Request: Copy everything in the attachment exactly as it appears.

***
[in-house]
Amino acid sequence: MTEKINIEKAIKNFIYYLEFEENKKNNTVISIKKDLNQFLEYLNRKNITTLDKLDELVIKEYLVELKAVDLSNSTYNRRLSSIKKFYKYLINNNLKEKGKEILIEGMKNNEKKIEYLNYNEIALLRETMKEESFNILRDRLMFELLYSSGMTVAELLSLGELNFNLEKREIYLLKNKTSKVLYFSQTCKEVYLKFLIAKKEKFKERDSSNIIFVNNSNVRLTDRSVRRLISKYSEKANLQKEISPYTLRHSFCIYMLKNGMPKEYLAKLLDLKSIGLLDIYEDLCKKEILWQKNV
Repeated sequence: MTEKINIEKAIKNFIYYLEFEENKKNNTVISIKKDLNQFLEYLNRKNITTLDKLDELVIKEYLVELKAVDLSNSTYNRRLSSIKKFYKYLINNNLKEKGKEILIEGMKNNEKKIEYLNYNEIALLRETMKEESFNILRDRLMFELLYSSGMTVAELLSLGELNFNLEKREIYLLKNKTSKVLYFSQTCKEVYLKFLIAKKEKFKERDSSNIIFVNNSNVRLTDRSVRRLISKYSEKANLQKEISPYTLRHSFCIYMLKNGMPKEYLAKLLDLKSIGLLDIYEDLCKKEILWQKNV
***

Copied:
[in-house]
Amino acid sequence: MTEKINIEKAIKNFIYYLEFEENKKNNTVISIKKDLNQFLEYLNRKNITTLDKLDELVIKEYLVELKAVDLSNSTYNRRLSSIKKFYKYLINNNLKEKGKEILIEGMKNNEKKIEYLNYNEIALLRETMKEESFNILRDRLMFELLYSSGMTVAELLSLGELNFNLEKREIYLLKNKTSKVLYFSQTCKEVYLKFLIAKKEKFKERDSSNIIFVNNSNVRLTDRSVRRLISKYSEKANLQKEISPYTLRHSFCIYMLKNGMPKEYLAKLLDLKSIGLLDIYEDLCKKEILWQKNV
Repeated sequence: MTEKINIEKAIKNFIYYLEFEENKKNNTVISIKKDLNQFLEYLNRKNITTLDKLDELVIKEYLVELKAVDLSNSTYNRRLSSIKKFYKYLINNNLKEKGKEILIEGMKNNEKKIEYLNYNEIALLRETMKEESFNILRDRLMFELLYSSGMTVAELLSLGELNFNLEKREIYLLKNKTSKVLYFSQTCKEVYLKFLIAKKEKFKERDSSNIIFVNNSNVRLTDRSVRRLISKYSEKANLQKEISPYTLRHSFCIYMLKNGMPKEYLAKLLDLKSIGLLDIYEDLCKKEILWQKNV